After the holidays we packed up the kids and went to Disneyland. We had a ball and my already into princesses daughter is now officially obsessed. When I asked her what sort of craft she wanted to make she said “Princess!” so I grabbed a few simple materials and decided to focus the craft on shapes since we’ve been talking a lot about them lately.
- Gather your materials. You will need 2 sheets of construction paper , scissors, glue , sequins, googly eyes and a marker or two.
- Start by cutting out the shapes. I kept this so simple for my 2 year old because she likes to do it all herself and I want to encourage that. I cut out a circle for a head,2 rectangles for her arms, 3 small triangles for a crown, a large triangle for her gown and a square for her torso. Encourage older children to draw and cut out their own shapes.
- Time to call your little princess, prince or court jester to explore. My daughter sorted through the shapes labeling each one and counting them then I grabbed the glue.
- Glue! To give her a guide I drew the shape in glue on the paper. Older children could skip this. As you can see it’s still a big challenge . She was so excited when she found the correct shape each time.
- We turned the princess upside down to glue on her crown.
- Next up the sequins. I included these for a few reasons beyond their sparkle. They are small and challenging to pick up which makes them a really good fine motor skills building exercise. Also when I do something as structured as this activity is I try to make sure there is a completely free creative element to it. So I gave her the glue and let her at it.
- She needed a little help with the crown jewels.
- Add eyes.
- Add hair and a smile if you want.
- Let dry. She was very excited to show her Belle doll the princess she made.
Books About Strong Princesses
The Princess Knight by Cornelia Funke is a tale about a princess named Violet who was raised with her 3 older brothers by her father after her mother dies in childbirth. Her brothers are trained to be knights and she to learns to joust , ride horses and sword fighting. Her brothers ( like most) tease her and tell her that she”™ll never be as strong and it”™s a maid who tells her that she won”™t be as strong but she can be smarter. That message stood way out for me and is why I think this is such a great book. When her father sets up a tournament for Violet”™s hand in marriage she takes things into her own hands. She shows everyone how she is smarter than all the other knights and with hard work trains to win her own hand in marriage . I love this book not only as a great empowering one for girls but also to show boys that girls don”™t have to fit a specific mold either.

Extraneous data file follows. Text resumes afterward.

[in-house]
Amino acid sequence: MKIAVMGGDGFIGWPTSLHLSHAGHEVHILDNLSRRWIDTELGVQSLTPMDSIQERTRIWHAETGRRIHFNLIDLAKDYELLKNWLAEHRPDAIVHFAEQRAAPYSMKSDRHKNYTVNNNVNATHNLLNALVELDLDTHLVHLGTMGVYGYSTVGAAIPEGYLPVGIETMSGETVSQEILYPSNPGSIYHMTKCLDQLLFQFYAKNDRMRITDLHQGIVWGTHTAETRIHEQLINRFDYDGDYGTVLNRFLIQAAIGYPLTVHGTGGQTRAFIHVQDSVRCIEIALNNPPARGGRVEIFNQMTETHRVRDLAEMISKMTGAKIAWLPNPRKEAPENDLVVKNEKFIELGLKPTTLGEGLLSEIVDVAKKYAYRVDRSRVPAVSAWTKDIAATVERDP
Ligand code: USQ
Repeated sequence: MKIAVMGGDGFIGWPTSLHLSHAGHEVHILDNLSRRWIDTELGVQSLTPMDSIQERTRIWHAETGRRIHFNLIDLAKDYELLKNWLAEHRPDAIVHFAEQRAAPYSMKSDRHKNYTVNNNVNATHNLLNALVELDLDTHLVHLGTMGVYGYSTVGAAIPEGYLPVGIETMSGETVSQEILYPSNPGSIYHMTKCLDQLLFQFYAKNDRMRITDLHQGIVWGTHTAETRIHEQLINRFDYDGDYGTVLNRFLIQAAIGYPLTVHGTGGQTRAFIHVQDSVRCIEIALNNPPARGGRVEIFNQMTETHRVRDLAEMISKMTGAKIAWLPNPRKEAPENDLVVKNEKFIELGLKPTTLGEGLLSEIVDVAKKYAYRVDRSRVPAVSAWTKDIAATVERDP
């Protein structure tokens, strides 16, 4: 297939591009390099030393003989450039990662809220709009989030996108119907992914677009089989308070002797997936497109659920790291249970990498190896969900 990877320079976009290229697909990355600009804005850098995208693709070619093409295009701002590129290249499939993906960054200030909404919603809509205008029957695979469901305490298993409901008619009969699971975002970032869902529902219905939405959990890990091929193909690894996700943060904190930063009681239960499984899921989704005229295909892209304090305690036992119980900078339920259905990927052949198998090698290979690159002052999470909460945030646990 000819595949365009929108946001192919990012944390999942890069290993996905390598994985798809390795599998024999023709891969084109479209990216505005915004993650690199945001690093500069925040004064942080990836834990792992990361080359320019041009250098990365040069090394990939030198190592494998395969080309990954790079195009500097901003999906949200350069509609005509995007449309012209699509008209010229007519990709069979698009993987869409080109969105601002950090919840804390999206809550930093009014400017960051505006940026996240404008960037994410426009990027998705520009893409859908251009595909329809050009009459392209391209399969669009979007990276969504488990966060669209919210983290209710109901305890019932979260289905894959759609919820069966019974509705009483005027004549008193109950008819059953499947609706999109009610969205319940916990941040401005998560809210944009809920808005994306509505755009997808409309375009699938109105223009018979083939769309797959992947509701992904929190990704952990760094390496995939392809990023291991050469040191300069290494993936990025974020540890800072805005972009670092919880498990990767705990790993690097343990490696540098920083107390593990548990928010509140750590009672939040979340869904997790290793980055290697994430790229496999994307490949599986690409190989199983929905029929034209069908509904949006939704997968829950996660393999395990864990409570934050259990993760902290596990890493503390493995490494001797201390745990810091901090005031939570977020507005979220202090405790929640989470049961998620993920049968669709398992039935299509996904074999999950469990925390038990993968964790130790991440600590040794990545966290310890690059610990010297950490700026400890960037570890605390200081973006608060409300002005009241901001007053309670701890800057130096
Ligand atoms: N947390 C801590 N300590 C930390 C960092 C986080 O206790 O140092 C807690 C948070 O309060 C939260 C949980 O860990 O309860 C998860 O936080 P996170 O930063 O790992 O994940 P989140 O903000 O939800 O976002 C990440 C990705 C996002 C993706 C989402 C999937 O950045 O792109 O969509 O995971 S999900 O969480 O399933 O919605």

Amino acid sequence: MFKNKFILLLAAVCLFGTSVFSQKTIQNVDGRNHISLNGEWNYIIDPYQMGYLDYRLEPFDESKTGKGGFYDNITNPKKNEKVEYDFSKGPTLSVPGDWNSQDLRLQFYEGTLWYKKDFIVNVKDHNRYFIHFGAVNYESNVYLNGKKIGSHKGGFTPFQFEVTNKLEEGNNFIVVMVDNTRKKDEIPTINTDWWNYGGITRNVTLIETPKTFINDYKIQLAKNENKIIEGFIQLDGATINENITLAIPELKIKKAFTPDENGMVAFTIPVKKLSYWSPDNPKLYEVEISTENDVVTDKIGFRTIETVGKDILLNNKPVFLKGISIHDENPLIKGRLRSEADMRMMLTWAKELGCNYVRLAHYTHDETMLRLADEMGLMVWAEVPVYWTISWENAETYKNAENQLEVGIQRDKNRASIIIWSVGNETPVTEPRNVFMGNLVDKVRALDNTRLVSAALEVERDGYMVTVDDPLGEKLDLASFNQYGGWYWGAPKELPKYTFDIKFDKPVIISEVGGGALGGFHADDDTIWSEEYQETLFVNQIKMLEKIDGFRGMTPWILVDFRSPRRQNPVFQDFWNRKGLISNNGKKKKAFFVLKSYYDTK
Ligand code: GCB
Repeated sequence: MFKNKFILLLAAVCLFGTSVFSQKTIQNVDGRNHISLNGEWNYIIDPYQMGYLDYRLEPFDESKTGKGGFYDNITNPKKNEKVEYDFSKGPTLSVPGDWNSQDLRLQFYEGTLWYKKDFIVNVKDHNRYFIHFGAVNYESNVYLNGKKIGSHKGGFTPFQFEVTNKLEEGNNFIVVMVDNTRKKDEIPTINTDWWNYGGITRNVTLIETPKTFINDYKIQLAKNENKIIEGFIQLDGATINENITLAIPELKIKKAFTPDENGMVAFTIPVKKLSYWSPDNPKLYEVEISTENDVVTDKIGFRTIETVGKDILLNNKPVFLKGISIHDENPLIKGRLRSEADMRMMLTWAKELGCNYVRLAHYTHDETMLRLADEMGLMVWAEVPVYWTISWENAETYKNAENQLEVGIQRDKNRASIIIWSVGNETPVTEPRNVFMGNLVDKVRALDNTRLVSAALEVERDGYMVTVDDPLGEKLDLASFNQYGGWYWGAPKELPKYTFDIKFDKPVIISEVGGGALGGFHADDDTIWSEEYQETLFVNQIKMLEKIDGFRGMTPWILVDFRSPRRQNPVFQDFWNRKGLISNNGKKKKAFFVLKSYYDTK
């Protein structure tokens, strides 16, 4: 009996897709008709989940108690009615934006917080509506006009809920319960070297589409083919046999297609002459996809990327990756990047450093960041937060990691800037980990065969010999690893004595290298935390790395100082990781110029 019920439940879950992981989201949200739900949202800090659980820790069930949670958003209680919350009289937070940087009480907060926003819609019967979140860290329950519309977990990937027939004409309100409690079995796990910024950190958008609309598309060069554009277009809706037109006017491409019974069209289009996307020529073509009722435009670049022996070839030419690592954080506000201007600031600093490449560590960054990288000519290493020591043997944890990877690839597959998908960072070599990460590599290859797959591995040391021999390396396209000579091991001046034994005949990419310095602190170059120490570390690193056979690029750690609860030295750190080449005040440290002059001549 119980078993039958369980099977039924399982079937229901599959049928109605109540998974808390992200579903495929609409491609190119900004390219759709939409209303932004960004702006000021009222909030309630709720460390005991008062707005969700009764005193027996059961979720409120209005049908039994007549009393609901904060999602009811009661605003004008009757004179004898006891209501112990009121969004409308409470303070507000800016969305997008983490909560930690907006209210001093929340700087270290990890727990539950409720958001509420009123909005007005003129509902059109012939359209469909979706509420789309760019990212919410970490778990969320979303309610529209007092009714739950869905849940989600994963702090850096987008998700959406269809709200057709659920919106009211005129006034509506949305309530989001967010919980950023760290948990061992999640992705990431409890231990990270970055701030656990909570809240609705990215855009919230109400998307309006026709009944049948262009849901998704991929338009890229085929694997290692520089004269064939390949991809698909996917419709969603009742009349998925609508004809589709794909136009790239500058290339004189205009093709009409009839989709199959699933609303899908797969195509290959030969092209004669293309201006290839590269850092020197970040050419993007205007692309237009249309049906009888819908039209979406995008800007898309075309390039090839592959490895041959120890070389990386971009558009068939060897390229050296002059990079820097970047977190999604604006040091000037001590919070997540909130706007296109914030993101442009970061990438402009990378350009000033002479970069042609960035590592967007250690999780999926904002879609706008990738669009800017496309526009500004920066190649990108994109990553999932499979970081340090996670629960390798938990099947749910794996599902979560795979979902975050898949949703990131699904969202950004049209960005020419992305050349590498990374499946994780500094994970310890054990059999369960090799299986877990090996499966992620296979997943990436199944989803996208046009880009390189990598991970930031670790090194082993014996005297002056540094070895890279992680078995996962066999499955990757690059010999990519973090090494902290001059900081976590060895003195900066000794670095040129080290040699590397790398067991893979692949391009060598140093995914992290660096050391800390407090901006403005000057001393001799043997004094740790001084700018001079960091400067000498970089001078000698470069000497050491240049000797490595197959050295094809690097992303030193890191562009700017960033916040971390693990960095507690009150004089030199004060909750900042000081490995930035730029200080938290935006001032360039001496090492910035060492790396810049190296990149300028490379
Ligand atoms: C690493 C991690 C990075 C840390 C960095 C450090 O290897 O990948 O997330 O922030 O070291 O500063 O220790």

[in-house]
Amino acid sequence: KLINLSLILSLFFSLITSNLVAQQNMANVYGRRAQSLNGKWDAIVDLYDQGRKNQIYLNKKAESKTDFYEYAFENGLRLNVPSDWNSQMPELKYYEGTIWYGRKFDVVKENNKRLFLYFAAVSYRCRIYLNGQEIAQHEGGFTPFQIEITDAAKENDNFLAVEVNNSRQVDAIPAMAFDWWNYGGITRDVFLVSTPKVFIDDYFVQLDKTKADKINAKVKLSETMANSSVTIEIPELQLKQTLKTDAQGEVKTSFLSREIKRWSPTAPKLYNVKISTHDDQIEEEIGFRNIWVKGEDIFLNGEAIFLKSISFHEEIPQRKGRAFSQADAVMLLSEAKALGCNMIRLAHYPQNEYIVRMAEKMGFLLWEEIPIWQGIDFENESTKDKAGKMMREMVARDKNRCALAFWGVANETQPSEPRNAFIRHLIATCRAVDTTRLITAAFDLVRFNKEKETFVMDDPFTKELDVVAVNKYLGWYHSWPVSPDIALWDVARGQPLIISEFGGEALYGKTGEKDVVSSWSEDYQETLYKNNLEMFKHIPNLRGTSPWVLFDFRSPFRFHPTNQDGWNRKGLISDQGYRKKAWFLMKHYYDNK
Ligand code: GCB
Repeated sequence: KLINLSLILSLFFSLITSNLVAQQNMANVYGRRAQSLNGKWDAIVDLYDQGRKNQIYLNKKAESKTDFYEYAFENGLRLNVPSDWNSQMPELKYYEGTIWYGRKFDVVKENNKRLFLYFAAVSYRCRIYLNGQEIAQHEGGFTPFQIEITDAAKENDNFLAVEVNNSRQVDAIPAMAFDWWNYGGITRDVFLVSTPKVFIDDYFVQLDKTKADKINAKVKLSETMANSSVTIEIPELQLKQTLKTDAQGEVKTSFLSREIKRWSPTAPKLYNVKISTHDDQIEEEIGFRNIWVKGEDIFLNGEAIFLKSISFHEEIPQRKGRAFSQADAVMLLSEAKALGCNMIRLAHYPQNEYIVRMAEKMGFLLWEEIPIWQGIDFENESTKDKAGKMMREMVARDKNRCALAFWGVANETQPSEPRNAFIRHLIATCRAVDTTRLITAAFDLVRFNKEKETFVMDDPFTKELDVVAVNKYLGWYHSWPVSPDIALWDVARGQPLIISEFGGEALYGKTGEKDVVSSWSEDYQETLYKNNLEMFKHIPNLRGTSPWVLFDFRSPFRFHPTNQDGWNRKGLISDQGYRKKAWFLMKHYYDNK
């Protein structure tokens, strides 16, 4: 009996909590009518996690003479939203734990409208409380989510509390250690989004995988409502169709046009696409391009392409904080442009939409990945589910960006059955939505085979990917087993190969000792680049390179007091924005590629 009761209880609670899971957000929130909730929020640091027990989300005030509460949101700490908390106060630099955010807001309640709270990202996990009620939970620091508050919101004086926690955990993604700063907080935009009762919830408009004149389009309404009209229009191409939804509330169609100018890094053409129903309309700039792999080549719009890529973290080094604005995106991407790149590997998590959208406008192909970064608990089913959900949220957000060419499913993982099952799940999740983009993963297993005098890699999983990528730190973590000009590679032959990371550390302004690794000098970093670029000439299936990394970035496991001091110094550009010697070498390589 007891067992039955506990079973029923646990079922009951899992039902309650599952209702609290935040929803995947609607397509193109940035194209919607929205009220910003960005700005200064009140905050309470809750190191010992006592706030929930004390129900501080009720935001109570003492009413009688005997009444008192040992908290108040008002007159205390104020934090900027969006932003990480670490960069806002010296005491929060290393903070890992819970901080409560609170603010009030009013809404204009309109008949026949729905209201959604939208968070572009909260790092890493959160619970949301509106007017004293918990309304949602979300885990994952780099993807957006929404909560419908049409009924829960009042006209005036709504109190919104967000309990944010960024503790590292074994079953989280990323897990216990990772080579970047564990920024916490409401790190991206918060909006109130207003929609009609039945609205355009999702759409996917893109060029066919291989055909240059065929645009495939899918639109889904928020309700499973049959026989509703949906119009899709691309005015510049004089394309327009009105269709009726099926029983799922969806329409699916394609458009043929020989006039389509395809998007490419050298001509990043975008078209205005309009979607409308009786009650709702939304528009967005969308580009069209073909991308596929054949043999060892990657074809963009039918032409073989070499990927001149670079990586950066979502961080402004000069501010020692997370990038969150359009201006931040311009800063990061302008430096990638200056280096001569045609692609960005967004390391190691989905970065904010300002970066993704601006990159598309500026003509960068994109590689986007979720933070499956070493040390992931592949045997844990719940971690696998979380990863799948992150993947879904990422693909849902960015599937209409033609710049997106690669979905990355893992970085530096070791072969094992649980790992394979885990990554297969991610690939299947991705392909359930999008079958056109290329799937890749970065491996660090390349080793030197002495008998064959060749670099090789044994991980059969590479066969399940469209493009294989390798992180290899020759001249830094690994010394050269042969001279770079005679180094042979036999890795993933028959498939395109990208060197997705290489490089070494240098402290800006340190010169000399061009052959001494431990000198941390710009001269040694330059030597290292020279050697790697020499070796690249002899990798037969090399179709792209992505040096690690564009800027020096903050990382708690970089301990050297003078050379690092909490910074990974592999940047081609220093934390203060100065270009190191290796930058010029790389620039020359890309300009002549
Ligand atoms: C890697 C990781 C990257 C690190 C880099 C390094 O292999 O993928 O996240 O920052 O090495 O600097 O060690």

The Storytelling Princess (Picture Puffin Books) by Rafe Martin is a cute story about an independent princess who saves herself after a shipwreck and even though she ends up with the prince her parents had arranged for her to marry she does it on her own terms. Her bibliophile prince isn”™t interested in an arranged marriage either and ends up agreeing to marry if his father can find someone to tell him a story that he doesn”™t know the ending to. The princess saves herself from the sea and dressed as a sailor she ends up vying for the King”™s prize by telling the prince her own story. After she reveals herself and in the end the betrothed fall in love . I love that we don”™t loose the happily ever after but that the prince and princess are unique and strong .
The Paper Bag Princess by Robert Munsch has enchanted me for years. I bought it while volunteering as a leader in training at a day camp when I was a teen. It”™s followed me to many schools, children I babysat and finally my own son. I can”™t remember one child ever not liking it. It”™s a story of Elizabeth a princess who outwits a dragon to rescue her prince. I love that the author has switched the typical damsel in distress and has the princess as the heroine. Some parents have expressed concern about Elizabeth calling the prince a “Bum” in the end of the book, personally I love it. I have always used it to explain why she was so angry, and as a reminder why calling names hurt. That said I think she is totally justified !
Not All Princesses Dress in Pink by Jane Yolen .This book is not so much about being different and facing adversity but about being yourself even if the world has decided you should fit perfectly into the mold it”™s given you. When we think of Princesses we think pink, sparkly and dry clean only! These princesses can”™t be pigeonholed, they do what”™s in their heart not what”™s expected of them just because they are princesses. The princesses have all different interests, all different looks and I love that there are some with glasses too. Strong girls being themselves isn”™t too different but for a book about princesses it is and it”™s refreshing to read.